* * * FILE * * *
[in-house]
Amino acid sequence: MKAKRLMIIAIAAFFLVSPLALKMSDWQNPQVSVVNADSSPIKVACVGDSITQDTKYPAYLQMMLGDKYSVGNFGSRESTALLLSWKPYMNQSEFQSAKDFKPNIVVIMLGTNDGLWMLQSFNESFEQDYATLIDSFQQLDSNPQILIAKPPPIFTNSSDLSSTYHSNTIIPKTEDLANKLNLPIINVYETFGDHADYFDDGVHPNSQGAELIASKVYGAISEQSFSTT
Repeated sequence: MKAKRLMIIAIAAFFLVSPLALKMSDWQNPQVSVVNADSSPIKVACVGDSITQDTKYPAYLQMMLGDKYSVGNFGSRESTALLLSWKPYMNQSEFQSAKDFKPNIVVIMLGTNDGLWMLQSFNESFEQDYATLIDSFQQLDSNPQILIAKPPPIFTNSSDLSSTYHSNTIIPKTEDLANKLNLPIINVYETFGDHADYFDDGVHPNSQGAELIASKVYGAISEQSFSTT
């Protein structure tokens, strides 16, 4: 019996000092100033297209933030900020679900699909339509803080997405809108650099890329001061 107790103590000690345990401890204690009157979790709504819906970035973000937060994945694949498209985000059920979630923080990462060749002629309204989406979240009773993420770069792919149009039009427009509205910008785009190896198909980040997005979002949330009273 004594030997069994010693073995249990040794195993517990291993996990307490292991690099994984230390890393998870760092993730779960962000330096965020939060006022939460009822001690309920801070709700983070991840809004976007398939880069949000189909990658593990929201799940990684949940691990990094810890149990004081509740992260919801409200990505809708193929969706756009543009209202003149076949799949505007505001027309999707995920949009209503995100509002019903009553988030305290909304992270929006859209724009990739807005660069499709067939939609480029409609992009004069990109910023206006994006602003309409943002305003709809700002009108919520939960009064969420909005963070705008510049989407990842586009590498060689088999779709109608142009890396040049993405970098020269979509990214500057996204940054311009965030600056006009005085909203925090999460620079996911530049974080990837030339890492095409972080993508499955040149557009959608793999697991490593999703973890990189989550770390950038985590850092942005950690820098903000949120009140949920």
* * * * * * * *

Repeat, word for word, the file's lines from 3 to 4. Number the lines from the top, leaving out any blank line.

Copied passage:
Repeated sequence: MKAKRLMIIAIAAFFLVSPLALKMSDWQNPQVSVVNADSSPIKVACVGDSITQDTKYPAYLQMMLGDKYSVGNFGSRESTALLLSWKPYMNQSEFQSAKDFKPNIVVIMLGTNDGLWMLQSFNESFEQDYATLIDSFQQLDSNPQILIAKPPPIFTNSSDLSSTYHSNTIIPKTEDLANKLNLPIINVYETFGDHADYFDDGVHPNSQGAELIASKVYGAISEQSFSTT
């Protein structure tokens, strides 16, 4: 019996000092100033297209933030900020679900699909339509803080997405809108650099890329001061 107790103590000690345990401890204690009157979790709504819906970035973000937060994945694949498209985000059920979630923080990462060749002629309204989406979240009773993420770069792919149009039009427009509205910008785009190896198909980040997005979002949330009273 004594030997069994010693073995249990040794195993517990291993996990307490292991690099994984230390890393998870760092993730779960962000330096965020939060006022939460009822001690309920801070709700983070991840809004976007398939880069949000189909990658593990929201799940990684949940691990990094810890149990004081509740992260919801409200990505809708193929969706756009543009209202003149076949799949505007505001027309999707995920949009209503995100509002019903009553988030305290909304992270929006859209724009990739807005660069499709067939939609480029409609992009004069990109910023206006994006602003309409943002305003709809700002009108919520939960009064969420909005963070705008510049989407990842586009590498060689088999779709109608142009890396040049993405970098020269979509990214500057996204940054311009965030600056006009005085909203925090999460620079996911530049974080990837030339890492095409972080993508499955040149557009959608793999697991490593999703973890990189989550770390950038985590850092942005950690820098903000949120009140949920």